Posts Tagged ‘homeopathy’

I work at Glasgow Homeopathic Hospital. I’m a medical doctor, used to be a GP (Family Physician), but I became gradually disenchanted with prescribing only antis (anti-biotics, anti-depressants, anti-inflammatories, anti-histamines, anti-hypertensives……..you get the picture) and only having the time to focus on little bits of people instead of the people themselves (we call those little bits diseases by the way). I had perhaps strangely had a notion that being a doctor would be about being involved in healing (ever tried looking up “health” or “healing” in a medical textbook? Don’t bother. No such index items!) so just suppressing bits of people didn’t feel like what a proper doctor should be doing. On top of that there were situations every day where I just didn’t have anything good to offer (everything from infant colic, to night cramps, restless legs, sports injuries, PMT…….blah, blah, blah – believe me, there are LOTS of problems your doctor doesn’t have answers for!)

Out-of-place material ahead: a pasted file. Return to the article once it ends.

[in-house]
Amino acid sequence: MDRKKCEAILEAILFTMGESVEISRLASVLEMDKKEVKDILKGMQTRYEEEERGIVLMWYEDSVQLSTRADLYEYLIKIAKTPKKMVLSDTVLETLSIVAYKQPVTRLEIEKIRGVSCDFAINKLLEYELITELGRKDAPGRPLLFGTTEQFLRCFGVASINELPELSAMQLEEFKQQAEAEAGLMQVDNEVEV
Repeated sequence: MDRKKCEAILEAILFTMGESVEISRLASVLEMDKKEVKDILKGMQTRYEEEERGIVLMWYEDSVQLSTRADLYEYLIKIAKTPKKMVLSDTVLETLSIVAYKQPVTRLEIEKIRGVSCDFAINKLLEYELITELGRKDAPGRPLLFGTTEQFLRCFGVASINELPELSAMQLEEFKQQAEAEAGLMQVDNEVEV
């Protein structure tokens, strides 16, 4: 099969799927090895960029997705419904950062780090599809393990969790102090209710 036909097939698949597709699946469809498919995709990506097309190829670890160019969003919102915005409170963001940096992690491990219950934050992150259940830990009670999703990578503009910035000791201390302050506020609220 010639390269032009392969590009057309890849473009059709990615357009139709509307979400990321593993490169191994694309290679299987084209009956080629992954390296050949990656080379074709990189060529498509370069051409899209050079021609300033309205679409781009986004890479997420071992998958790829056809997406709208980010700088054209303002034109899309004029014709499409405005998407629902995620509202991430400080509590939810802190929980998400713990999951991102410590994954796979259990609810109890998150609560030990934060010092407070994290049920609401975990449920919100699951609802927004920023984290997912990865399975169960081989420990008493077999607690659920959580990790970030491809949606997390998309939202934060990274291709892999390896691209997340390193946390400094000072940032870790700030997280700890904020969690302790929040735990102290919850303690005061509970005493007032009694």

I happened upon a course in “Homeopathy” at Glasgow Homeopathic Hospital back in 1983 – didn’t know there was such a hospital and had no idea what “homeopathy” was anyway, but something about the ad caught my attention – wish I could remember what it was! – I think it was something that mentioned “healing”! Well, I signed up. I learned there about homeopathic medicines, how safe they were, and what their indications were and they gave us a wee box of 10 remedies to go and try out in our practices. Well, from the first try I was amazed at how good these treatments were. They could deliver improvements in conditions I hadn’t other answers for and that was VERY useful. Patients would stop me in the street and thank me for the prescription because it had helped so much – that NEVER happened when I prescribed an anti-something!